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The Magazine of The Evangelical Lutheran Church in America

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Joy and wonder

David Hetland's murals color Concordia's Christmas concerts with hope and healing

Artist David Hetland's most meaningful work, he always says, looks best in the dark and from a distance. For 25 years Hetland has designed a hallmark of Concordia College's Christmas concerts--the large, vibrant mural that serves as the backdrop to choirs, orchestra and handbell ringers.

Although the mural stands in the background, its presence distinguishes the Moorhead, Minn., college's concert from other Christmas events. Art blends with the word and music. Eight muslin panels, each 7 feet wide and 20 feet high, enhance sacred song and text.

With the mural, those who attend the annual event not only hear the concert but see it too, says René Clausen, who develops the concerts' themes as conductor of The Concordia Choir.

"Sections of the mural will directly relate to what's being heard," he says. "It's similar to theater. There's no stage action, but there's a connection between the oral and visual senses. That makes it a complete experience for people."

Christmas concerts have been a tradition at the liberal arts college since the 1920s. Art was introduced in 1940 when Cy Running, who headed Concordia's fledgling art department, draped 113 yards of blue sateen over the archway of the church where the concert was held. A single star was suspended against the cloth. Two simulated art glass windows depicted heavenly and earthly Christmas scenes.

Two years later the concert was moved to the Moorhead Armory. The gym seated more people, but acoustics were poor. Out of necessity, a sound shell was placed behind the choirs. Concert organizers decided to paint it, and the Christmas mural was born.

As an undergraduate art student at Concordia in the late '60s, Hetland assisted with the mural. In 1977, he was asked to take over the project.

Mural research begins early each summer. Images from the chosen music and texts lend themselves to visual themes. Hetland also relies on current or cultural events to provide visual metaphors. In 2001, the Sept. 11 terrorist attacks occurred while he was in the middle of designing the artwork. What appeared in the final mural was a scene from Revelation: the heavenly city reaching down and embracing the skeletal remains of the World Trade Center. "For me, it was a healing sort of image," he says. "Hopefully, it was for others too."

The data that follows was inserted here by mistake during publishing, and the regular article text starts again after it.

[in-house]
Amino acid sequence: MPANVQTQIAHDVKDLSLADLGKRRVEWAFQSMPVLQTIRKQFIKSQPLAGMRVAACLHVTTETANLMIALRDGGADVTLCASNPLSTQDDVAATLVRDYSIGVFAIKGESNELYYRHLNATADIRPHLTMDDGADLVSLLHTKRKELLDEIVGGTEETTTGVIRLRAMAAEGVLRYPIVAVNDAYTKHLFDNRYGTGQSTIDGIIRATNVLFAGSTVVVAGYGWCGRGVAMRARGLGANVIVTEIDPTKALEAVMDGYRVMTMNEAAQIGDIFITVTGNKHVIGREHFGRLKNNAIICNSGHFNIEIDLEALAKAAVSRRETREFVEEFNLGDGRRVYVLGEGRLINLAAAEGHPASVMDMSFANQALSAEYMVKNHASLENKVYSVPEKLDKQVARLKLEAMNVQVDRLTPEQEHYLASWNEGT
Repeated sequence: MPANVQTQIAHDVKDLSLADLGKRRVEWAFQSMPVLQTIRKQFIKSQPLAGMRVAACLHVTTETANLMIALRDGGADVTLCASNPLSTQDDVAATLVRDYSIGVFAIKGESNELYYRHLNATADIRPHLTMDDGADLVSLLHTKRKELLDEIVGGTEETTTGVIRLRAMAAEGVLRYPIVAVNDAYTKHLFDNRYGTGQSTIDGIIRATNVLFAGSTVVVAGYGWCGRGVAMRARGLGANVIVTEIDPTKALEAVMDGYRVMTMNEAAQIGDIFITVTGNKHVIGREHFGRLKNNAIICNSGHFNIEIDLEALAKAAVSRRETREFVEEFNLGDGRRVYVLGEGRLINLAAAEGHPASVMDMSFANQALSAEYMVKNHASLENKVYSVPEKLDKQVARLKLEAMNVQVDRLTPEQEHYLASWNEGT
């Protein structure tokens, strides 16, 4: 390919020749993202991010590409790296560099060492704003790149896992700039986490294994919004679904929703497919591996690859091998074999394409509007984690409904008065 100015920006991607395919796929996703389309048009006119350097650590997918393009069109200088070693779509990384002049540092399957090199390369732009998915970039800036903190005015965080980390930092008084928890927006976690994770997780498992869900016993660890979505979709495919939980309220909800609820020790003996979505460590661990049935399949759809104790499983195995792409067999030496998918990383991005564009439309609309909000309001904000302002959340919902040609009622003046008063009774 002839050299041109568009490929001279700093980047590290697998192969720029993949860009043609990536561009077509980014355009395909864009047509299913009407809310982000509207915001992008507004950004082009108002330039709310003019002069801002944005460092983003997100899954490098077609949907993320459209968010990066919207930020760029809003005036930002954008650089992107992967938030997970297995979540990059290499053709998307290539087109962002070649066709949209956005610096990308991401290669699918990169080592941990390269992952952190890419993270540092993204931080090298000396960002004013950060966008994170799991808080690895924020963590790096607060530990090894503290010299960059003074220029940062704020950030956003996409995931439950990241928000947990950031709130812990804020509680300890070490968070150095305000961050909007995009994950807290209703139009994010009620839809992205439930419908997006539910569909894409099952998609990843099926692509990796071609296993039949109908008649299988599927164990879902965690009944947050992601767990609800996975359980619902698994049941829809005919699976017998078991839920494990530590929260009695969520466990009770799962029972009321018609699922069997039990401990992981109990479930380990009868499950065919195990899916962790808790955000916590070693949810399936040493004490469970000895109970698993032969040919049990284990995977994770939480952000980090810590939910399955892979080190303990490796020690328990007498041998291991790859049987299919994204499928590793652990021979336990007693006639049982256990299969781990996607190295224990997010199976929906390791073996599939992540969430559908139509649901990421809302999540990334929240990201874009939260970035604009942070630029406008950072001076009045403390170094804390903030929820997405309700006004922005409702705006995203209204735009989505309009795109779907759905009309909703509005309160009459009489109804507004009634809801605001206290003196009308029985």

Each December, 20,000 concertgoers view the mural from their seats at Concordia's Memorial Auditorium and at Orchestra Hall, Minneapolis. Hetland's goal--and that of others who work on the event--is that people leave filled with a sense of Christmas renewal, joy and wonder.

"That's part of why we do this," he says. "This is the most important work I do each year. So many people who come to the concerts have daily burdens that are difficult to imagine. Yet they can come and leave spiritually refreshed."

The greatest challenge Hetland faces is telling the same story in a different way each year. It was a lesson he learned at the feet of some young choir members. Hetland overheard two young women on the first night of rehearsal after the mural was set up. One, a freshman, exclaimed, "Wow!" as she walked past the mural. "Yeah," said the other, obviously an upperclassman. "They put that thing up every year."

Paint-by-number

Once the design is complete, the small original drawing is transferred to panels using high-contrast negative slides. Then more than 100 volunteers begin painting in mid-October every year. No art experience is needed--it's a paint-by-number system.

Carl and June Bailey of Moorhead are among the most dedicated painters under Hetland's watch. They are members of the elite "B-Squad," three couples who, for several decades, have painted nearly every evening and weekend each fall.

At 84, Carl Bailey is the oldest to have added his paint strokes to blue dogs and purple camels over the years. "But you realize you're doing something that's a contribution to the community," he says. "There's a sense of accomplishment, a sense that you've helped people."

It's also a great deal of fun. Veteran painters connect with old and new friends every fall, and all enjoy being part of an inside circle that knows the secrets of each mural. As an incentive for helpers, Hetland weaves a touch of whimsy into each piece.

In 1991, when the Minnesota Twins won the World Series, one of the scenes included Christ surrounded by contemporary children. A boy wearing a Twins T-shirt held a baseball. In 1988, a presidential election year, a quail beneath a bush appeared under a blue camel: a nod to Dan Quayle and George Bush. For this year's theme, Prince of Peace: Hope of the World, the word "peace" appears in more than 200 languages--including pig Latin.

When the Christmas concert ends, the muslin panels are recycled or destroyed. Each panel can be painted twice before it becomes a drop cloth. Yet the designs don't die. Hetland uses elements of the murals in permanent works designed by his firm, which specializes in liturgical art.

And there's always next year.

"People ask me what my best mural is," Hetland says. "It's the next one. That's the way I feel every year."



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